Shortages come and go. So you can’t be backward-looking. Companies don’t make money on last year’s shortage. They make money on this year’s. And as an investor, you make money on next year’s shortage.

So let me share with you what I know from spending hundreds of hours dissecting the natural-resources sectors. The uranium shortage has seven or eight years to go. The oil shortage will gradually get worse. Carbon fiber will fall short of demand for at least five years, but it could easily be 10 or more. Water shortages tend to be local. That’s true overseas as well as here in the U.S. But the overall trend is a deteriorating water supply, especially overseas. Nickel and copper will be in short supply for at least another four or five years.

All shortage situations go through the same four basic stages. Knowing them will help you figure out when to get in and out of your investments.

Stage One: Dropping demand accompanied by low prices. There’s little capital investment in the sector.

Stage Two: Rising demand accompanied by increasing prices. Companies grow profits from rising prices.

Stage Three: More production comes online. Everything comes together during this phase. Greater volume and higher prices jack profits WAY up. It’s the high-point of the cycle.

Stage Four: Supply and demand rebalance. As production catches up to supply, prices stabilize and eventually fall. Production contracts as prices become less and less attractive.

The best time to invest? It’s not in Stage Three, when profits are at their highest. That’s too late. The company has already become a magnet for investors, driving its shares up. Plus, since investors are forward-looking, they’re already anticipating the excitement-dousing Stage Four and will soon begin selling their shares.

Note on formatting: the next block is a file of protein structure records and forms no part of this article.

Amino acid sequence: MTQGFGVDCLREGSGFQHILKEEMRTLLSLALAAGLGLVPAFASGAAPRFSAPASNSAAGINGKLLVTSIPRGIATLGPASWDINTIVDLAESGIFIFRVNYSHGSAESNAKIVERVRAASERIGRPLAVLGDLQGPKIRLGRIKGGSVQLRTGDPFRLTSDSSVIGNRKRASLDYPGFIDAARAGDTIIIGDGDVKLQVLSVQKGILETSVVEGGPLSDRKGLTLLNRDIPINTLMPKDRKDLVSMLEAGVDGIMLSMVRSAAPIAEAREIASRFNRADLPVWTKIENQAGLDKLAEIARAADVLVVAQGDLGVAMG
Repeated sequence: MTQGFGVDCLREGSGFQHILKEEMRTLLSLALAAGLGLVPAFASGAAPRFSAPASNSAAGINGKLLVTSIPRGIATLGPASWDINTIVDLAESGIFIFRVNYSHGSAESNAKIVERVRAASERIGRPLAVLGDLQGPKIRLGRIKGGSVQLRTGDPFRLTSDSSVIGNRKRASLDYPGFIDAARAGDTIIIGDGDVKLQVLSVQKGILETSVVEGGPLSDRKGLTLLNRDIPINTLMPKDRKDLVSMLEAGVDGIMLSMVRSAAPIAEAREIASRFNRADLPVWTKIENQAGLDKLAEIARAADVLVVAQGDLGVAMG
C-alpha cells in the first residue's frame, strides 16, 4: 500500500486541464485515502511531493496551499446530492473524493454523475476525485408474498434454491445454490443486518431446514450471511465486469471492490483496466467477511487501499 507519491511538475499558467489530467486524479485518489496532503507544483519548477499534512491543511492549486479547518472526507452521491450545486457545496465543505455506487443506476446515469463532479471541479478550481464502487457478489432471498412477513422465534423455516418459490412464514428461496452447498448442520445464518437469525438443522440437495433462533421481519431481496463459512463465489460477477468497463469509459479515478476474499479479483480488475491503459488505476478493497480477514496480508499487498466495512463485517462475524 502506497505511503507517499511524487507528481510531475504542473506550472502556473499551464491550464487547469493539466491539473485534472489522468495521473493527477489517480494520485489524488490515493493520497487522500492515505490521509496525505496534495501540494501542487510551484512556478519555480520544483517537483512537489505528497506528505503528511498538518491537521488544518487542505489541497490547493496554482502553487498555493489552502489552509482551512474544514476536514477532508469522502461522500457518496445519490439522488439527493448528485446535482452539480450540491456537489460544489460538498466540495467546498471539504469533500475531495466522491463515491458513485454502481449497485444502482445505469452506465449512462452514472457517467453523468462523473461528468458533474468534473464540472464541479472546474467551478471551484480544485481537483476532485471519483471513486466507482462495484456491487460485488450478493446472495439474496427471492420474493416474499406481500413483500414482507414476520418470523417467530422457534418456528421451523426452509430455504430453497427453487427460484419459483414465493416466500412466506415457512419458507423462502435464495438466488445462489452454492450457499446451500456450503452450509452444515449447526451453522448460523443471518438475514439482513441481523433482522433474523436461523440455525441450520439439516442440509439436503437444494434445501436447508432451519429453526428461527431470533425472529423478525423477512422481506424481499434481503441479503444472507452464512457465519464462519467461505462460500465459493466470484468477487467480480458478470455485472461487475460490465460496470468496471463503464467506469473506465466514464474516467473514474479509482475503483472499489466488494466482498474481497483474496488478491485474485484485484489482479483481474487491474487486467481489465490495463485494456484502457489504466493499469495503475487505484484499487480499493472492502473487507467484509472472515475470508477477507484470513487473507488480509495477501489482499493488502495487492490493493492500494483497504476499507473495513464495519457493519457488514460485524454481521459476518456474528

The latest stage to invest in would be Stage Two. But even better would be to invest toward the end of Stage One. This is when the company should be a screaming bargain, and good things usually begin to happen shortly thereafter.

As the cycle winds down, you’ll have plenty of time to get out of these companies before they’re in the “bust” part of the “boom-and-bust” cycle. But you need to know your stages. The end of Stage Three or the beginning of Stage Four is when you get out. It makes sense, yes? After all, by Stage Four we no longer have a shortage situation to play.

When we go to the store, shortages take money out of our pockets. But, as investors, we can earn that money (and more) right back. We’re living in the age of shortages. And knowing how to take advantage of it happens to be the easiest way to make money from investing.

[Ed. Note: ETR’s Investment Director, Andrew Gordon, is the editor of INCOME, a monthly financial advisory service that uncovers income-generating stocks that promise safety (first and foremost), along with much-higher-than-average profit potential.]

Andrew Gordon

Andrew Gordon is a former editorial contributor for Early To Rise Investor’s Edition. He has 20 years of experience working in infrastructure and environmental projects around the world. When he wasn’t traveling, he taught marketing and finance courses at the state university of Maryland. Mr. Gordon has authored several books for McGraw Hill and other publishing companies on energy markets, global countertrade practices and the hot growth sectors of China and Russia. He is also a top-rated speaker at financial conferences.